The Supreme Court of Liberia yesterday announced the retirement of Associate Justice Philip A.Z. Banks in keeping with the constitution provision, having served eight years on the bench.
Article 72(b) of the 1986 Constitution provides that, “the Chief Justice and the Associate Justices of the Supreme Court and judges of subordinate courts of record shall be retired at the age of 70; provided, however, that a justice or judge who has attained that age may continue in office for as long as may be necessary to enable him to render judgment or perform any other judicial duty in regard to proceedings entertained by him before he attained that age.”
Banks, the oldest member of the court who turned 70 yesterday, according to Chief Justice Francis Korkpor, is required to continue in office until the end of June 2018.
“This will enable Banks to perform his judicial responsibility assigned him by the Constitution prior to reaching his 70th birthday,” Justice Korkpor emphasized.
Korkpor said Banks rendered extraordinary and distinguished service to his country and the judiciary and called his career “an inspiring example for all Liberians.
“His accomplishments on the bench will long be remembered. We wish him the best in his retirement,” Korkpor said.
Banks served on the Law Reform Commission as its chairman from 2008 to 2010, before former President Ellen Johnson-Sirleaf appointed him in 2010 to the Supreme Court bench, which was subsequently confirmed by the Senate the same year.
His retirement leaves President George Weah with the challenge to pick a competent legal practitioner as his successor and who is well schooled in the law, to help maintain public confidence in the judiciary.
Justice Banks may be best remembered for his role in siding with four of the five justices to rule in favor of the contentious 2014 National Code of Conduct (CoC) Act, which caused five out of 103 members of the Legislature to submit a petition for his impeachment, along with two other Justices of the Supreme Court. They included Kabineh Ja’neh and Jamesetta Howard-Wolokolie.
The lawmakers included Senators Dan Morais (NPP, Maryland County), Peter Coleman (CDC, Grand Kru County) Jim Tornola (PUP, Margibi County), Representatives Numene Bartekwa (MPC, Grand Kru County) and George Mulbah (NPP, Bong County).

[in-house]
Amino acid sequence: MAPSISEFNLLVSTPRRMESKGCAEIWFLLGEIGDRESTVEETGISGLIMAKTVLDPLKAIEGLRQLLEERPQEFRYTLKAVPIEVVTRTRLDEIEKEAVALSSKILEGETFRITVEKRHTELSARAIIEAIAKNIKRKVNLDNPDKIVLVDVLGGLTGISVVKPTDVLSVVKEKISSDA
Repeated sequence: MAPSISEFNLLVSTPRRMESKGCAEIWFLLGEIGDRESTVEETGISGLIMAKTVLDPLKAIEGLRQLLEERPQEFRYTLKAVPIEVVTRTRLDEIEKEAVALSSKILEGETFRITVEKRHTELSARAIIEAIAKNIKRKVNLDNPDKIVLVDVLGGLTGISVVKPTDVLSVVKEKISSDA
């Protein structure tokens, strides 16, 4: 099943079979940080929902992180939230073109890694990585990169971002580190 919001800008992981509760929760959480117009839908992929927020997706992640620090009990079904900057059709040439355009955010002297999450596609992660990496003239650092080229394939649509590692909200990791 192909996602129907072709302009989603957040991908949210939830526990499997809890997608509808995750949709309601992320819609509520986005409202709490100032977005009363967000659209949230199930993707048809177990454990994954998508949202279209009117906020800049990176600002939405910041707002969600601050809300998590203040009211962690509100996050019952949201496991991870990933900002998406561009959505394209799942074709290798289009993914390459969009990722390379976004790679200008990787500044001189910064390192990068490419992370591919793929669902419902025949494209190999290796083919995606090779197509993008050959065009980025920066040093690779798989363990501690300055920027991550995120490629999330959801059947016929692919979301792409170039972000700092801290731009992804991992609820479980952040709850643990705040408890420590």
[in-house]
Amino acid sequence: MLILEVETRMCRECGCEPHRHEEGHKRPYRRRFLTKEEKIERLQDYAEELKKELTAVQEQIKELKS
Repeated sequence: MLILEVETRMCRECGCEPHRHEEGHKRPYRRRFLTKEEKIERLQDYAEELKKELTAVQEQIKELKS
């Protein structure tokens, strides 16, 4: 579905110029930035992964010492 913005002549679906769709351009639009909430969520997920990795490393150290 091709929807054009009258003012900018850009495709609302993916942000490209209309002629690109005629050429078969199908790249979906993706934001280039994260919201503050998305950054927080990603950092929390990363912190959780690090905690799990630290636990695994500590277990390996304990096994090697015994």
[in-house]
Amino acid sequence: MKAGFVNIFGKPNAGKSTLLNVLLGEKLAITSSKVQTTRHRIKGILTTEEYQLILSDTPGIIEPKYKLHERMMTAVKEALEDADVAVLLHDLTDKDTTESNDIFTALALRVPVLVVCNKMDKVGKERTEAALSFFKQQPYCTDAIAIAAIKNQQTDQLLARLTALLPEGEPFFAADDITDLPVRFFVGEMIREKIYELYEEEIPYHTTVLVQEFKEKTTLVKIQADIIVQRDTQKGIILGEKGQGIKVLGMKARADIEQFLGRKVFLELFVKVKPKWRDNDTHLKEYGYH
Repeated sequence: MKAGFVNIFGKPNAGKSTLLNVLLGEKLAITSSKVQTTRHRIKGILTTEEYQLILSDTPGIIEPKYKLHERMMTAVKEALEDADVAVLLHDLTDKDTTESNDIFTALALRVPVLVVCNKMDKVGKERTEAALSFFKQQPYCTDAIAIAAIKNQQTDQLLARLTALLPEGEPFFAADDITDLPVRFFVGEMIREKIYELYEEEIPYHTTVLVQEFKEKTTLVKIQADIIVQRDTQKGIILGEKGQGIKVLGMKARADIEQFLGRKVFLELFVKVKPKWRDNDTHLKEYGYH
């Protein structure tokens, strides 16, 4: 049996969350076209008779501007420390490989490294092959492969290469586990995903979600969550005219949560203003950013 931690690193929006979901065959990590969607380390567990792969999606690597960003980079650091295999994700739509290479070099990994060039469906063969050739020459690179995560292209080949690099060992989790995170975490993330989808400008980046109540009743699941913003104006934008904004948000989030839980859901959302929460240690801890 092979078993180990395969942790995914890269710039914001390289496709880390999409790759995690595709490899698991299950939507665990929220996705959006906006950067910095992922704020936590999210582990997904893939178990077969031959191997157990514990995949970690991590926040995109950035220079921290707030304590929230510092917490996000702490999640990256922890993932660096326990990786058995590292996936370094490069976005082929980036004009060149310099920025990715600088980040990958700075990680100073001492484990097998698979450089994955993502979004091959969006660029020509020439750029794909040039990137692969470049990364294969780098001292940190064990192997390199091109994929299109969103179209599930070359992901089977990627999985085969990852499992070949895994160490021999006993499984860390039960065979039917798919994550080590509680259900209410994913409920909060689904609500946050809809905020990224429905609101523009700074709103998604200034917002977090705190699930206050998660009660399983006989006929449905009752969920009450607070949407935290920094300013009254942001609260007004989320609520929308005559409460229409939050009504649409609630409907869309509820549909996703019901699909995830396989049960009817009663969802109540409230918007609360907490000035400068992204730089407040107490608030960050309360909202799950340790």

In their petition, the lawmakers accused the Justices of the Supreme Court of violating their oaths of office by engaging in misconduct, gross breach of duty and exhibiting a clear inability to perform the functions of their offices as Associate Justices.
The lawmakers said the Code of Conduct sought and did effectively usurp the powers and authority of the Legislature to make law and thereby made ineffective and virtually null and void the Code of Conduct.
“NEC made a serious error in that the rejection was single-handedly signed by the Chairman instead of everyone on the board of commissioners.”
Banks emphasized that the court acknowledged that Karnwea violated Section 5.1 of the contentious Code of Conduct (CoC) by holding a press conference on March 14 while serving as Managing Director of the Forestry Development Agency (FDA). Karnwea had announced his resignation from the ruling party and officially joined the Liberty Party.
In the view of the Justices, he substantially complied with the CoC when he resigned after the Supreme Court upheld the CoC as law in the Selena Mappy-Polson Vs. The Government of Liberia’s case.
Justice Philip A. Z. Banks, III obtained his Bachelor of Arts degree (Cum Laude), in Sociology and Economics from the University of Liberia, in 1971 and enrolled into the Louis Arthur Grimes School of Law, University of Liberia where he earned his LLB degree (Magnum Cum Laude), General Law (with emphasis on business, criminal and constitutional related areas), in 1974.
Justice Banks thereafter gained admission into the Yale Law School, United States, where he obtained his LLM degree in Corporations and International Law, graduating with honors in 1976. In 1978, he obtained a certificate in International Humanitarian Law and subsequently was a Visiting Scholar at the Yale Law School, the United States of America, in 1990.